The Loneliness of Writing

I’ve been doing a lot of reading and soul-searching lately on the loneliness of writing.  And like most introverts, I feel the most rejuvenated when I am pondering on possibilities of the worlds I’ve put on paper.  We also have the uncanny ability to explore the richness of relationship in openness like few others can. After all, we have to be observers of human nature if we’re going to be good writers. This is something that can be seen by the outside world as a contradictory to our perceived behavior or perhaps make them uncomfortable.  After all, we also can’t deny that we are creatures of relationship.

I, personally, abhor shallow friendships. If I can’t be in a deep friendship where we open up and can talk about anything, forget it.  I love a friendship that I can run to when in despair. I’m lucky to have that with my sweet wife.  But outside of my marriage, not so much.  So should we, as authors,  take on the mantra of preferably being alone than in bad company? I think it depends on whose company you keep.  

So to my fellow authors, I say this.

Change but don’t change.

Grow in character. Grow in the craft. But don’t give in to someone who would discourage you on a path away from the pen. We cannot be shaped into something other than who we are. Just because you’re good at something other than what you were born to do doesn’t mean that you have to dedicate your life to that (unless you feel in your gut you’re supposed to).

And just because those closest to you don’t respect your passion doesn’t mean that it is not your path.  I’ve been there too. And it hurts. Bask in the person you were meant to be.

Don’t allow yourself to sink into a deep state of loneliness but don’t be afraid of being alone either.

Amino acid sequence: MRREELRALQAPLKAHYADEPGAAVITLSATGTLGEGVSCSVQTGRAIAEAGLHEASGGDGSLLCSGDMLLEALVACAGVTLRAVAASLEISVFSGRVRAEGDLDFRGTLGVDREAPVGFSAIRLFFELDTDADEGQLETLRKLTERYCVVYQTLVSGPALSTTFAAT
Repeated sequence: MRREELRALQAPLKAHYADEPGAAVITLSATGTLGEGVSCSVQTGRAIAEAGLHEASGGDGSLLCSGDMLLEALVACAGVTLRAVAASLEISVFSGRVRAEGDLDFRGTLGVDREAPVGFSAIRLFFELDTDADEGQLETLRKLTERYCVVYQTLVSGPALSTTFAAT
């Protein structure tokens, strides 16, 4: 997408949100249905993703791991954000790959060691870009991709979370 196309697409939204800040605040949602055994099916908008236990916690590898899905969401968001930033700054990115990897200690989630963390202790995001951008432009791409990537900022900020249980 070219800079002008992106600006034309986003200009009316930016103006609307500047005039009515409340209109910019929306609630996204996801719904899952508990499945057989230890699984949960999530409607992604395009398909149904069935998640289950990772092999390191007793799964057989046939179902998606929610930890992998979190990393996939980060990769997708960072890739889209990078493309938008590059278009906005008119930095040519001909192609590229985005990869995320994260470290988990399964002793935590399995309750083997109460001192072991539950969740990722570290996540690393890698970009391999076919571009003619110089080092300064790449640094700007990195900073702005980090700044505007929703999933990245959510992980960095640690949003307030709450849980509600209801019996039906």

Embrace the insatiable need to create.

Author, Martha Carson really struck a cord in my soul when she wrote, “No writer can stand still. He continues to create or he perishes. Each task completed carries its own obligation to go on to something new.” This need will forever exist. The problem for me was that it wasn’t paying the bills.

Sometimes this craft can pay for itself and sometimes it doesn’t. There were times where I asked myself why I couldn’t be someone else. A plumber. A doctor. A lawyer. Something that people would traditionally recognize as a profession. That way I could have more easily set myself on a path that requires a traditional benchmark. I tried hard to push this need to regurgitate words away and drive down into the abyss. But when that happened, darkness overwhelmed me. Depression held me tight until I couldn’t breathe.  It was only until I embraced the person that I will forever be did the darkness lift. So create. And keep creating. Don’t. Ever. Stop.

Focus on your craft

My wife and I had a candid conversation the other night about dealing with rejection. Before that, it was really tough for me to bounce ideas off of her or to chat about a course correction in a story. It wasn’t until  we had that conversation that she revealed to me why that was.  Here’s why. As an independent author I sometimes have to rely on campaign funding to cover the expense of producing a book. So to not make the campaign solely about me I created the “Buy a Book Feed a Family” drive to help raise funds for the hungry in our town which is small and close-knit. You’d think that with the nature of the campaign, people would jump to support. Not so. Out of the two circles of relationships I belong to, 4 people shared and contributed from one and zero from the other (which is where I spend most of my time).

I’ll admit, it was quite painful and it wasn’t the first time this had happened. But as I worked through that pain, I failed to notice that she felt the sting even more.  She was agonizing over the rejection that I was experiencing and it devastated her. She coped as best as she could. I shared with her that all I could do at this point was to focus on the craft and not worry about who is supportive or not, who acknowledges who I am or not. You get the gist.  Turned out I was never alone.

Focus on the worlds you create. Focus on the characters and who they are….fully.  Be distracted by your own calling.

Out of all of the things I have tried to accomplish, writing has been the loneliest. 

But it is also when I have felt the most alive. 

Chat soon!


Leonardo Ramirez is an author of Science Fiction and Fantasy. He is also a husband, father and a 4th degree Black Belt in American Karate as well as a brown belt in American Bushido Kenjutsu which is the study of the Katana sword. You can visit his website, Science Fiction for the Human Condition at  His books are available for purchase on Amazon, Barnes & Noble and other retailers.



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